Simplification of nuanced scientific debate into the misinformation label challenges the coveted concept of academic freedom. The label is a scarlet letter for academic experts, potentially destroying reputations and threatening careers. The chilling effect the misinformation label has placed on medical experts who question the apparent medical consensus has crippled the advancement of medical science during a pandemic, a time when mature skepticism is most needed. Given the novelty of the pandemic, and the various interventions used to fight it, the level of scientific uncertainty is unprecedented. Certainty expressed by some experts is better described as hubris than fact. By cutting off debate, fact checkers have slowed recognition of failures, thus retarding the advancement of science.
Nearly all fact checking investigations related to COVID-19 have focused on statements that contradict messaging of Federal agencies. Political agencies understandably want to speak with one voice and that megaphone was handed to the CDC during the pandemic. Those challenging CDC positions risked being labeled misinformation spreaders. Yet, any agency dealing with scientific uncertainty is likely to make mistakes. The CDC made many, ultimately resulting in a public apology by Director Rochelle Walensky.
To be clear, we oppose deliberate dissemination of false information that may lead others to make bad decisions. But, we need to be careful in assigning anyone the role of supreme arbiter of truth in medical science. The public will learn more from Leana Wen’s explanation of why she disagrees with other experts than from hearing someone recite approved CDC talking points. For nearly 250 years the American experiment has encouraged free speech and promoted honest debate. We have invested in public education to prepare the populace to critically evaluate contrary opinions. For sure, people can be harmfully manipulated. In medical science, much of what we assumed to be true 50 years ago is now known to be incorrect. Are we so fragile that we can’t trust an educated public to determine what information is reliable? Let’s not let our fear of dissenting information curtail the meaningful debate necessary to guide public health decision making.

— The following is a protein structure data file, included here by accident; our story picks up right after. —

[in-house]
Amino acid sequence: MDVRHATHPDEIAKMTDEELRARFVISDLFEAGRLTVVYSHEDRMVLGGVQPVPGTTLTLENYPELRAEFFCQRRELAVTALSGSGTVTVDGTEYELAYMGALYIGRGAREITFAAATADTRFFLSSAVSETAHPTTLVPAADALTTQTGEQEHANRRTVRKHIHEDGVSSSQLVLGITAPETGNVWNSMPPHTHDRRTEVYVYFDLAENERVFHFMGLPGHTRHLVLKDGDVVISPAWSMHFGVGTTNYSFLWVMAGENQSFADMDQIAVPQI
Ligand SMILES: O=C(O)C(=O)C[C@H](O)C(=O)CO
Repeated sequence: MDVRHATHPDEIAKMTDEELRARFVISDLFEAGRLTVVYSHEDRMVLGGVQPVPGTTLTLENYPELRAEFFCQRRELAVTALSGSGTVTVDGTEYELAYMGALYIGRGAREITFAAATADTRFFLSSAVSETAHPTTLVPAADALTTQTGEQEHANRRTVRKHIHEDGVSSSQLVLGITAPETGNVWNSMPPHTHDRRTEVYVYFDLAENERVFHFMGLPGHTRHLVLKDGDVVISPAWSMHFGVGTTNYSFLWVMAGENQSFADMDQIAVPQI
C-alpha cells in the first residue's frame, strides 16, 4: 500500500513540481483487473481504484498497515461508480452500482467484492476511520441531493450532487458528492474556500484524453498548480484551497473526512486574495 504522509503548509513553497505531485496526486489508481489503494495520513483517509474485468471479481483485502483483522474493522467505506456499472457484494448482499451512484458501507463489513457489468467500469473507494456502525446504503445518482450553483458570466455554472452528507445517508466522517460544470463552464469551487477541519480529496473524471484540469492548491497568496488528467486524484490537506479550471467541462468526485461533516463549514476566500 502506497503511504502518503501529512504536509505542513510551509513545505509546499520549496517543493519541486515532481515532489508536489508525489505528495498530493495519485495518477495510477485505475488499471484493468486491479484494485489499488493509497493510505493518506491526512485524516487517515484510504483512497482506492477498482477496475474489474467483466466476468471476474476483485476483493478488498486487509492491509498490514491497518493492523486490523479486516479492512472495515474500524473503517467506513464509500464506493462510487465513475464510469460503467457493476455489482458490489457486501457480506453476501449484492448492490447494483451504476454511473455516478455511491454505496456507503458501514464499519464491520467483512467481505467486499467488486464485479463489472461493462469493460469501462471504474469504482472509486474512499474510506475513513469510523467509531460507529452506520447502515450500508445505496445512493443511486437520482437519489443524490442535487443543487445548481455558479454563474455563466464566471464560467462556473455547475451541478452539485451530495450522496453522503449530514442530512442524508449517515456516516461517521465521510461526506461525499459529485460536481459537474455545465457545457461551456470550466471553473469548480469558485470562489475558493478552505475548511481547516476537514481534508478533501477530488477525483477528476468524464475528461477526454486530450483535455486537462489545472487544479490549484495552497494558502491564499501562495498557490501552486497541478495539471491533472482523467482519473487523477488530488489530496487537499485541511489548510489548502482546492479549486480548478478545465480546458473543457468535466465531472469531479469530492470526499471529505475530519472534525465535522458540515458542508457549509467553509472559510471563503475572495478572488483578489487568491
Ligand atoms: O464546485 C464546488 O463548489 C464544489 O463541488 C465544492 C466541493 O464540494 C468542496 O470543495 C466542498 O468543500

All opinions expressed are the authors’ own and do not necessarily reflect those of any organizations or institutions with which they are currently or were previously affiliated.
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EDITOR’S NOTE: Leftwing billionaire George Soros bankrolls everything evil – most recently the 75 pro-criminal “Soros district attorneys” who have transformed America’s most dynamic cities into degraded, crime-infested hellscapes of skyrocketing violent crime. Soros also funds drug legalization, euthanasia, open borders, globalism, Black Lives Matter, “defunding the police,” devaluing America's currency and destroying her sovereignty. But why?
Whistleblower magazine reveals and explores the stunning truth: Soros, an atheist, literally says he’s “some kind of god,” obsessed with re-creating the world in his image. Here are a few actual quotes from Soros: “If truth be known, I carried some rather potent messianic fantasies with me from childhood…” “It is a sort of disease when you consider yourself some kind of god, the creator of everything, but I feel comfortable about it now since I began to live it out.” “You know, in my personal capacity I’m not actually a selfless philanthropic person. I’ve very much self-centered.” “I am kind of a nut who wants to have an impact.” “Next to my fantasies about being God, I also have very strong fantasies of being mad. … I have a lot of madness in my family. So far I have escaped it.”
Except he hasn’t “escaped it.” Not only is Soros totally mad, but he’s imposing his insanity on America. See Soros and the leftwing world he has created and funded as never before in “THE BILLIONAIRE WHO THINKS HE’S ‘GOD’: Why George Soros is obsessed with destroying America.”